Phoenix 1906 Trimo Forecar 836cc 1 cyl sv 3011

65,000.00

Phoenix ca.1906 “Trimo” Forecar 5/6 HP 636cc Velox water cooled side valve frame & engine # 157

Built from the early 1900s at the Phoenix Motor Cycle Works in Holloway Road, North London, and powered by the ubiquitous Minerva ‘clip-on’ engine, J van Hooydonk’s motorcycle was widely reported in the motorcycling journals of the day.
It was clearly one of the more advanced of these early motor bicycles, featuring hand-pumped lubrication and a multiplicity of control levers for adjusting ignition advance/retard, fuel mixture, ignition cut-out, and engine de-compression.
A press opinion published in The Autocar read: “I have met with one maker who is evidently a man with his head screwed on the right way.
Mr. J. van Hooydonk is what is known as one of the “small makers” but his machines have been growing in popularity among crack riders of the Nort Road Club, of which he himself is a member. Instead of being content to take what the foreigners will send him, he has made improvements upon the Minerva, which have already been successful.
The result is that this machine (called the Phoenix) is the most advanced standard pattern motor bicycle on the market.
I have not yet been able to make it sideslip, but live in hopes.
I am having a Phoenix built with some additional fads of my own, but until I have thoroughly tested it I will not speak of its success.”
Van Hooydonk went on to produce tricycle forecars, the first of which appeared in 1903, and the company went on to build ‘proper’ motor cars from 1908 until 1926, latterly at Letchworth in Hertfordshire.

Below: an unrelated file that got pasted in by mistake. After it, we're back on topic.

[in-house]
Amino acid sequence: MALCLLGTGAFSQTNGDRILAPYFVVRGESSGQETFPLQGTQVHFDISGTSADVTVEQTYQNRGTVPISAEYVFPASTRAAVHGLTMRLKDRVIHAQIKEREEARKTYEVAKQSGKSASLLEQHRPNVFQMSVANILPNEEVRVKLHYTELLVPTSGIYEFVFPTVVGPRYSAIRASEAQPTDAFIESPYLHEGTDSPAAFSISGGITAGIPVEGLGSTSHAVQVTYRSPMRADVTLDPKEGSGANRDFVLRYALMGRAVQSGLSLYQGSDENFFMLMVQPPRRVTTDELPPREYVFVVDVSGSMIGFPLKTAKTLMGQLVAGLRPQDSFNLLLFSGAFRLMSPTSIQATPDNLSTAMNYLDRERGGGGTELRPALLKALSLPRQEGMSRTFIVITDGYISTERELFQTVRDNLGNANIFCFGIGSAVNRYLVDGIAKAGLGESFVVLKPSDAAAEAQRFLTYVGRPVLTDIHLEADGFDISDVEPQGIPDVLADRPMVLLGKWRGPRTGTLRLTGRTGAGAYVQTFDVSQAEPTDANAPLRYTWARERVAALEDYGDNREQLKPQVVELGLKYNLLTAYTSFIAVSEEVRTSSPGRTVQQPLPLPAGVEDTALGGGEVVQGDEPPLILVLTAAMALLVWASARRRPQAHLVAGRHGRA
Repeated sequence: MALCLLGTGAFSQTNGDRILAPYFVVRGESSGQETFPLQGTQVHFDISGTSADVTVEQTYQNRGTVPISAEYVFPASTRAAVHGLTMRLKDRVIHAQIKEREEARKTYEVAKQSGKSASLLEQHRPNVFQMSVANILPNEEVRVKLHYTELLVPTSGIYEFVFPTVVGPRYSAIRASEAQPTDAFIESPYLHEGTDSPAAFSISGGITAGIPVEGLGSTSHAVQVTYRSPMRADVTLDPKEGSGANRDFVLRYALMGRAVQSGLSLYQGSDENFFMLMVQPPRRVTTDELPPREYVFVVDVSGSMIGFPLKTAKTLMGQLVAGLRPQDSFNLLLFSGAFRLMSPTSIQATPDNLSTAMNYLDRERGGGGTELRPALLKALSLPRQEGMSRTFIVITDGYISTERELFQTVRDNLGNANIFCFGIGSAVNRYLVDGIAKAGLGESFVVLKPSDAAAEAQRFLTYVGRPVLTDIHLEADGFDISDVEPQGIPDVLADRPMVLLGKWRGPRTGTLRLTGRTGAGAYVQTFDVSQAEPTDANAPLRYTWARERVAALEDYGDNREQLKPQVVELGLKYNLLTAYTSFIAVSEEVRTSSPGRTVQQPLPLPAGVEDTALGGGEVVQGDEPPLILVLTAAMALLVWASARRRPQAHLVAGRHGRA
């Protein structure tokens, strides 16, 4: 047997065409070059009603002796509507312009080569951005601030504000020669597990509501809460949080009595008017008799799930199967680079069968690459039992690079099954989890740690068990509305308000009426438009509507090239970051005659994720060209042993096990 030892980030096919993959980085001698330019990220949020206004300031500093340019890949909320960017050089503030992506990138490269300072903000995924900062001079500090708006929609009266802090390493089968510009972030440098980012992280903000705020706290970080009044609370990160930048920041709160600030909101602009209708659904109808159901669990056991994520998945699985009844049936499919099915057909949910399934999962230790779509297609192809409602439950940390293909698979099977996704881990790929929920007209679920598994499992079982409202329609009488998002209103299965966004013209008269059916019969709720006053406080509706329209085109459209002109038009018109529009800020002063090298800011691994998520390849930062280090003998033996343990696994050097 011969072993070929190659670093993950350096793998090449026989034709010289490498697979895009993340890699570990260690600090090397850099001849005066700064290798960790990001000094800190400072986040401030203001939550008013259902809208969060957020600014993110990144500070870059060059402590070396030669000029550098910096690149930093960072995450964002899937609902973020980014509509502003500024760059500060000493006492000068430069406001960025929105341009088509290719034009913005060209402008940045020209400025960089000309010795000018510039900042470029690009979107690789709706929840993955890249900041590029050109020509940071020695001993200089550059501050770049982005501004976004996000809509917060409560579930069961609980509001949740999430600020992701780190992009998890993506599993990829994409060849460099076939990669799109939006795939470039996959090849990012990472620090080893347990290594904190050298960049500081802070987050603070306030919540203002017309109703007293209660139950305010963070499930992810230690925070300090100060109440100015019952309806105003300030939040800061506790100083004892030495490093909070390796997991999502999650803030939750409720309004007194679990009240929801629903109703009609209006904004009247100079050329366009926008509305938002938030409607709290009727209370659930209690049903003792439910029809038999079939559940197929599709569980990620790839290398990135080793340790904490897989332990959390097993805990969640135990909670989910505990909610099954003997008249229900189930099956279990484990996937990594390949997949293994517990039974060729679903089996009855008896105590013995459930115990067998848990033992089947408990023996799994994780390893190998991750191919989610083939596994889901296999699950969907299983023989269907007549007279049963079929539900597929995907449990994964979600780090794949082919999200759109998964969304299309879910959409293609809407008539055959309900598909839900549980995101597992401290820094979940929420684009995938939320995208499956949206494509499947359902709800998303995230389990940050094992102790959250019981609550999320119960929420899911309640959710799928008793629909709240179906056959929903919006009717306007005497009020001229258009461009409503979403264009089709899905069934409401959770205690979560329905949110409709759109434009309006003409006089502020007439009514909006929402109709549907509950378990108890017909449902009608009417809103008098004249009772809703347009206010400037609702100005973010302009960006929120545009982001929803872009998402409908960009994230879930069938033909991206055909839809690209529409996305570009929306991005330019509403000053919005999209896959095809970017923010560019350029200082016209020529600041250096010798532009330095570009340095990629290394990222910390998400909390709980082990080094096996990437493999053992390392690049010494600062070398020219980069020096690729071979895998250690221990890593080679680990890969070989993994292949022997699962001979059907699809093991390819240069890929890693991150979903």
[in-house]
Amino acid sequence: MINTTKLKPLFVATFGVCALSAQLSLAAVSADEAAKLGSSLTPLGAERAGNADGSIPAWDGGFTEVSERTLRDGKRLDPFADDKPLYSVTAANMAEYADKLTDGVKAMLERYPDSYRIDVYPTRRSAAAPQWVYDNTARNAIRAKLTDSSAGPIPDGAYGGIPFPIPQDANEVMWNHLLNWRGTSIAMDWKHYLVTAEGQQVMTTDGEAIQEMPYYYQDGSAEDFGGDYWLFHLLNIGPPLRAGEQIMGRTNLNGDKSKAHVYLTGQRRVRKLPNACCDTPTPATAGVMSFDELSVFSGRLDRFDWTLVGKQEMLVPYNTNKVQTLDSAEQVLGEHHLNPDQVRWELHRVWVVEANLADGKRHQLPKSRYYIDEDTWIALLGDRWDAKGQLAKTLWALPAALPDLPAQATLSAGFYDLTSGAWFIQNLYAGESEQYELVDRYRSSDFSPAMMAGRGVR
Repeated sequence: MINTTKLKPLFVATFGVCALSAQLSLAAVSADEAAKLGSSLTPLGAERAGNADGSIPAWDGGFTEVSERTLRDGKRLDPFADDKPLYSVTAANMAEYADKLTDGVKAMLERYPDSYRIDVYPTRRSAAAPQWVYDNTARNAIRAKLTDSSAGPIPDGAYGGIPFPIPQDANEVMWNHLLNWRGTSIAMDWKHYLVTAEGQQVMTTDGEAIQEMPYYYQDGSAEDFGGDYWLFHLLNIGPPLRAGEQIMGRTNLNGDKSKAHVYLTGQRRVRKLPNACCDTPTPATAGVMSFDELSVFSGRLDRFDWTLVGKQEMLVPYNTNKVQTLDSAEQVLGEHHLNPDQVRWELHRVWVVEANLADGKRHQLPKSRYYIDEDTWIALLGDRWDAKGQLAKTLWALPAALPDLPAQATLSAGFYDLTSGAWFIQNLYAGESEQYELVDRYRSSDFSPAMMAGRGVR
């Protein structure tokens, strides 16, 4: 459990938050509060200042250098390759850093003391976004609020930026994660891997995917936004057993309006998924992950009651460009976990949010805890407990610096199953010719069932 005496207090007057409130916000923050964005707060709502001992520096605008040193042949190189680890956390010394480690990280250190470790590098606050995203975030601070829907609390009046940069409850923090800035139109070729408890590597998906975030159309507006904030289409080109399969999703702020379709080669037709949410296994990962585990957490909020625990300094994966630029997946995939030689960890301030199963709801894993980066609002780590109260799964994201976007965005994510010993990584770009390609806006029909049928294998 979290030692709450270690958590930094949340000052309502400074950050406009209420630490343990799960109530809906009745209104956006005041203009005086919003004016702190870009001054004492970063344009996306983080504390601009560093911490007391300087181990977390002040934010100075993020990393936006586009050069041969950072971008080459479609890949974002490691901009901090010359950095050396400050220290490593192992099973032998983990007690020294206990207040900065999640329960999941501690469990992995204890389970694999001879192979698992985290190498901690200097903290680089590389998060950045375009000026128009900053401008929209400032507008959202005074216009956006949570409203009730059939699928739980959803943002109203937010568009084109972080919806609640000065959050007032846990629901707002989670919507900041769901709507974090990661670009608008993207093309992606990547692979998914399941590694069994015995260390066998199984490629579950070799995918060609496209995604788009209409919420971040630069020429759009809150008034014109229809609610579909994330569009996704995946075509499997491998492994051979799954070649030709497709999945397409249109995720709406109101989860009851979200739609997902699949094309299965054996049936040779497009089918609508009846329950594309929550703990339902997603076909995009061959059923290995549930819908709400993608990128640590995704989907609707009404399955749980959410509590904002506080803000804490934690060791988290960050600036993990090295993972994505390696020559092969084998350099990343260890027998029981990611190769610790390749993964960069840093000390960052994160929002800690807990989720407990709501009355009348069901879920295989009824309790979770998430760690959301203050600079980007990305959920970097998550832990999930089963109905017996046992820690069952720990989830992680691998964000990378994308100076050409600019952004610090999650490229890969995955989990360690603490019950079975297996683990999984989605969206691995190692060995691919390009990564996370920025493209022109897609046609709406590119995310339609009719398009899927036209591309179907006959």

Phoenix forecars were advanced in design and reliable and were very successful in long distance trials.

This impressive vehicle is an older restoration and comes with an extensive file of historical and technical information, including a Pioneer Certificate and Certificate of Date of the Veteran Car Club.
It was once part of the National Motorcycle Museum Collection in Birmingham and was lucky enough not to be damaged in the great fire in 2003.
It is powered by a 90x 120mm coil-ignited French Velox engine that was manufactured under De Dion Bouton patents and is fed by a Zenith carburettor.
The cooling system has two distinctive side radiators and there’s an epicyclic 2-speed gear on board.
The Trimo is well-sprung with double leaf springs front and rear and there are external contracting band brakes on all three wheels.
The upholstery is in excellent condition as is the practical passenger’s apron.